I think most of them do but better to check. There are probably some countries where you need a Computer Science Degree to work as an Engineer or Developer. If that’s the case doing a bootcamp is not a good option, unless you are confident that you can find a remote job opportunity.

7. Internship opportunities?

If you attend university you might be eligible to sign up for internships. Since I didn’t attend a Computer Science university I can’t talk about it.

8. Should you rather get a Computer Science Degree?

I would say, if you are young and have the time, and if it’s free or costs less than a bootcamp, why not? Ideally, talk to someone who has pursued a degree to gain more insights. I’m not qualified to talk on this too much.

Other points to consider

Learning a new set of skills is a time commitment. Before deciding if a coding bootcamp is worth it, you’ll want to consider how you’ll fit this time commitment into your schedule.

Time investment: Do you prefer to juggle learning to code while working full-time? Or do you prefer spending a shorter period of time in an intensive program dedicated 100% to coding? You can either go for a full time bootcamp which is like a job every day from 9an-5pm and after that you’ll have to work on homework or part time. A part-time bootcamp is twice a week usually in the evenings plus Saturday.

Teaching style: How do you like to learn? On-demand, in person or live teaching online

What I would look at: sometimes Teaching Assistants are former students and you might not learn that much from them. So I would check how the size of the group to know how often I could get in touch with the instructor and if I can ask questions on the go without the class running out of time.

How many open hours are available, these are slots of time where your instructor is available to take questions or where you can share your doubts.

Check the curriculum and ask someone who is doing the job, the one that bootcamp gives you the knowledge on, to give you their opinion. Also, check if there are jobs in the specific topic in your area.

⚠️ Are bootcamps scams? Some might be, better to check to make sure they are legit. → read reviews

Other technical roles besides developer roles: Doing a bootcamp can also help find a technical role that might be more on the support side, or Product Management or something where having the tech knowledge can be helpful. My first role was a Technical Support Engineering role. Once I got that role though it was a bit hard to move towards Frontend Engineering as the companies that were targeting me were looking for tech support rather than development.

My experience - Why I chose a bootcamp vs university?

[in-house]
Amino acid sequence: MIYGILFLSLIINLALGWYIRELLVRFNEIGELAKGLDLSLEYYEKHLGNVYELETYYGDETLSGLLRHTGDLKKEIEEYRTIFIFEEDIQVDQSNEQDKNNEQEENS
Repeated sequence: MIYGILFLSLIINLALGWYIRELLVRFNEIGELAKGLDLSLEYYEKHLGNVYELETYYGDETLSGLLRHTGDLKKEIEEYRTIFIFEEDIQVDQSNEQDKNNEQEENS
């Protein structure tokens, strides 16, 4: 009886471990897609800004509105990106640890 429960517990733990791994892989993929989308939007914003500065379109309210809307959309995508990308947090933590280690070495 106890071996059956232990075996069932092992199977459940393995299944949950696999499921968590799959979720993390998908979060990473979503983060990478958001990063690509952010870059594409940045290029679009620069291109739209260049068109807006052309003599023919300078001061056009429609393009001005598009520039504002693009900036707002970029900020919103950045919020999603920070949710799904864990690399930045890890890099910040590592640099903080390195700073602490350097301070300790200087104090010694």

I did a career transition to tech via a bootcamp. I looked into doing a CS degree but it was more expensive. Also, it would have taken three years and I would not be earning any money during that time. And I am based in Barcelona, where at the public university the courses are taught in Catalan and not in Spanish. To be able to even attend I would first have needed to learn Catalan and even if I would have had a B1-B2 learning to code while struggling to understand the spoken language would have been too much of an extra challenge.

Since I could not afford a bootcamp I started learning by myself via freeCodeCamp, CS50 (free Introduction to Computer Science course by Harvard University) and by going to the (free) codebar meetups. I realized that my progress was slow. It was hard to move forward when I was stuck because I didn’t have any set person/instructor to ask for help/guidance. CS50 for me was super challenging in terms of homework/exercises. I could reach out to people from codebar or friends but their availability was limited. I felt completely stuck sometimes, especially on weekends when I had more time for studying. Looking back I realize that CS50 was a hard course for beginners.

Because I wanted to be able to move faster I signed up for a part time bootcamp (6 months) and studied while keeping my full time job. I was doing the bootcamp sep2019-march2020.

Before deciding which school to pick I made a list of available options and went to visit the bootcamps to ask questions. CodeOp stood out, they helped me financially, cleared my doubts and I was part of a small cohort. The support during the bootcamp was amazing and I loved the fact that it was a women’s, trans and non-binary bootcamp. I’m comparing this to a short intro course to C that I did in the past. I felt quite stupid. There wasn’t much empathy and I was surrounded by men who already knew a lot as they had experience and just wanted to get the certification.

In 2019, when I had not even finished the bootcamp, I started applying for graduate jobs and got a bunch of interviews without having any portfolio. This completely changed once I graduated right when covid hit. Work went remote and also, a lot of layoffs happened. It was challenging to even get an interview.

I feel that a bootcamp is not enough but it gives you a great starting point. The schools sell you the idea that you do a bootcamp and then you get hired. This might have worked pre-2020. In Barcelona many new bootcamp schools opened after 2020. Now there are a lot more bootcamp grads applying for graduate/junior positions. When I look at CVs from bootcamp grads, I see they always have the same projects and similar resumes. This makes it quite hard to stand out without doing work afterwards (expanding their projects, updating their portfolio etc.).

If you want to know more about my journey in tech, here’s a more in-depth article.

Whichever path you choose know it won’t be that easy getting your first job in tech. Networking helps a ton. Good luck!

Read More:

👩‍💻 Frontend Developer, 🌍 traveler and⛷️ Skier

Recurse Center Alumn

Stefi Rosca © 2024